Butkovitz called the authority's response unreasonable and said that city agencies should help citizens make improvements to city-owned eyesores.
"This will enable the city to protect its interest while enabling local citizens to participate in beautifying and improving the quality of life in their communities," Butkovitz said in a letter to Ed Covington, executive director of the Philadelphia Redevelopment Authority.
The city disputes Feibush's claims that he tried to buy the lot and maintains that Feibush was told not to intervene there.
Mayoral spokesman Mark McDonald said a letter that Feibush sent Tuesday to the authority was his first official declaration of interest in buying the property.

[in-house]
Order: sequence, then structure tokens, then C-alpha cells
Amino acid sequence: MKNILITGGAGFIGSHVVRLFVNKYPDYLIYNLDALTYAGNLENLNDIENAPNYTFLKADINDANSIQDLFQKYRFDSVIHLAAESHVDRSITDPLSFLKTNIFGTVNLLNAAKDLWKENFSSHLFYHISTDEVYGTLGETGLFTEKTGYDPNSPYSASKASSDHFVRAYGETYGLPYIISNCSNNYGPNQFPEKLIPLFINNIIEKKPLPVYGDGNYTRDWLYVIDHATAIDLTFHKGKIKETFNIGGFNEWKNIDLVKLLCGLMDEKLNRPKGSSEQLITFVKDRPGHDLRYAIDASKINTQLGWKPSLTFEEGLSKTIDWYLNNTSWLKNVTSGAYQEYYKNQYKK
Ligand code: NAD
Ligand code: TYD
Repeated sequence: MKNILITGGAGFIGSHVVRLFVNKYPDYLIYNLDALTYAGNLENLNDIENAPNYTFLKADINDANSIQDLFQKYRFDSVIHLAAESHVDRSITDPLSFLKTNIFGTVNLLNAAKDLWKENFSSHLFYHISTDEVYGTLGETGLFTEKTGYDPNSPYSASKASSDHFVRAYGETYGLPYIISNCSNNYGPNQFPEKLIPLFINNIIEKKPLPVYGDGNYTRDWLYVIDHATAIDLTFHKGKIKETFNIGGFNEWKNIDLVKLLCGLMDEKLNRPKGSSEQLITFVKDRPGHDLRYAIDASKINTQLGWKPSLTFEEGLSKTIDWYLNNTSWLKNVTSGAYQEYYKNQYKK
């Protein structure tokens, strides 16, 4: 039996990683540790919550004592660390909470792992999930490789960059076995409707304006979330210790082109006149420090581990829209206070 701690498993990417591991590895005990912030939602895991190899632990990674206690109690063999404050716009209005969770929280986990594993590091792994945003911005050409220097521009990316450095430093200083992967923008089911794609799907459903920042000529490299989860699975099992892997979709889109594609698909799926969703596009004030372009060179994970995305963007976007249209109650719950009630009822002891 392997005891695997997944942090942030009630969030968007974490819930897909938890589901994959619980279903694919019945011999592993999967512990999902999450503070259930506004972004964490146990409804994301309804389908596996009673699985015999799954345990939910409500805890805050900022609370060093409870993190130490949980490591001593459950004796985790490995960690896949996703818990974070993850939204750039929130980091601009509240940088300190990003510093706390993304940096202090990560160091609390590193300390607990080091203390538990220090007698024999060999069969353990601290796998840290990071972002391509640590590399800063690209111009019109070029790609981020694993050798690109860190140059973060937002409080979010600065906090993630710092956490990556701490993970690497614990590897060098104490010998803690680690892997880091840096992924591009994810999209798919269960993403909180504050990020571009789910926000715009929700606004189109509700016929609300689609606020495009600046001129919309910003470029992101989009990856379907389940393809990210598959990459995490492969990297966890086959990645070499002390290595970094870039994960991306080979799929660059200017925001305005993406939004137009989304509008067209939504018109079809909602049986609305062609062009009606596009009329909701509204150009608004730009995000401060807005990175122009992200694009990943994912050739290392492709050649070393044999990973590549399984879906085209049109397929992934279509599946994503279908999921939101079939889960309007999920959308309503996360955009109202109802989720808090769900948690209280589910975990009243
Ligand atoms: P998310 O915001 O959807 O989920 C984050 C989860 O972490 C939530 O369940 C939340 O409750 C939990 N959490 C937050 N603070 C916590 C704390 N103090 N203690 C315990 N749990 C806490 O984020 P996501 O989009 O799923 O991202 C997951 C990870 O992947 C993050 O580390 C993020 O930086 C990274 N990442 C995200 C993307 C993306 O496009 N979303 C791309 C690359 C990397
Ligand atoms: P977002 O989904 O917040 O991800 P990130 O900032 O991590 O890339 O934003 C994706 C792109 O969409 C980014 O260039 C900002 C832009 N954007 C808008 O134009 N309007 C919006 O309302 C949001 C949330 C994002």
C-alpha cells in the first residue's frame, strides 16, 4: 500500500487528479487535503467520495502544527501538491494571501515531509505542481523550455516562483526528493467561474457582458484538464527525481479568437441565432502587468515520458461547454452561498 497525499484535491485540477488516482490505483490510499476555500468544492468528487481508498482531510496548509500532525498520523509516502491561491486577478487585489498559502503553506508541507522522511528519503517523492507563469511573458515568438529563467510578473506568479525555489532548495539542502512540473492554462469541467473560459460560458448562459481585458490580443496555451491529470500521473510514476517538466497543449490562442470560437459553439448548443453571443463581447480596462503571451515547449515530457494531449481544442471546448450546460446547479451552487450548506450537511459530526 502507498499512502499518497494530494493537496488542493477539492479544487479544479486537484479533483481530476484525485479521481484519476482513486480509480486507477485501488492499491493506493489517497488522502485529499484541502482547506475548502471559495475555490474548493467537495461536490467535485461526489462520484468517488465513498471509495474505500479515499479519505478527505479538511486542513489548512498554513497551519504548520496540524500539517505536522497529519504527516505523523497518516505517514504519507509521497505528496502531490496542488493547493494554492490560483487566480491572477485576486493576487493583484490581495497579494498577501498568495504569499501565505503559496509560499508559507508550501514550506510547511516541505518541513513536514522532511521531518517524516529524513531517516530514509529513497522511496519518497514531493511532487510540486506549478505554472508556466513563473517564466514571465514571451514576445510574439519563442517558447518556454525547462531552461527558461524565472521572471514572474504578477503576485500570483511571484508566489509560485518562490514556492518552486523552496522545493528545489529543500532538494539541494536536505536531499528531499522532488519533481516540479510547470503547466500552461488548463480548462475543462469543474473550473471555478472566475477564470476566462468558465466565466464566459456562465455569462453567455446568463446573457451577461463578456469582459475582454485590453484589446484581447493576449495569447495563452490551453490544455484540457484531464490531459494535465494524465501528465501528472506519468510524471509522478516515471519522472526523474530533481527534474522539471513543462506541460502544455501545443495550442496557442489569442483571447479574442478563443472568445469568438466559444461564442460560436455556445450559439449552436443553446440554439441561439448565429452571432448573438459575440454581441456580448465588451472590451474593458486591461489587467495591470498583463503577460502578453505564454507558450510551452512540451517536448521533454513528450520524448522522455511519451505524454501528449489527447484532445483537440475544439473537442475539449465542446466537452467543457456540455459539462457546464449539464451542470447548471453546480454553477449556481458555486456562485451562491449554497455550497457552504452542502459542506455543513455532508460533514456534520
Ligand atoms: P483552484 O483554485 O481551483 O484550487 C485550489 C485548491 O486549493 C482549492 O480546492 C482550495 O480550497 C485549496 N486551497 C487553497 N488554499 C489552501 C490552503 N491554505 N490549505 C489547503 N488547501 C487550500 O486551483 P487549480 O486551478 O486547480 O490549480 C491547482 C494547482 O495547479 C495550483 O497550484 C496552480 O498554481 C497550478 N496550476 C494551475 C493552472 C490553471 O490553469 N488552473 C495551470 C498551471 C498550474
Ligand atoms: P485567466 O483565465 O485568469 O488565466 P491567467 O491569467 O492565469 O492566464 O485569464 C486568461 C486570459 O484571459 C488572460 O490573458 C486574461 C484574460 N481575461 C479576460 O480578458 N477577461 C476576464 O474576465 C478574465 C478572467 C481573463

"Today he took - finally - the first step toward throwing his hat in the ring for that property," McDonald said, adding that three other parties had asked about buying the property before Feibush made improvements there.
McDonald said that Feibush has purchased other city-owned properties, knows the correct procedures regarding making improvements to them and chose to ignore the process this time around. More than 20 residents have agreements with the city allowing them to use publicly owned space, officials said.
"They are completely and utterly out of touch with what's going on in their respective departments," Feibush said when reached late Tuesday, adding that he's expressed interest in the property at least seven times since 2006.
"This lot represents everything that's screwed up about land banking in Philadelphia," he said. "It doesn't work; it doesn't make sense."
Contact Phillip Lucas at email@example.com or 215-854-5914. Follow him on Twitter @UnPhiltered. Read his blog at PhillyConfidential.com.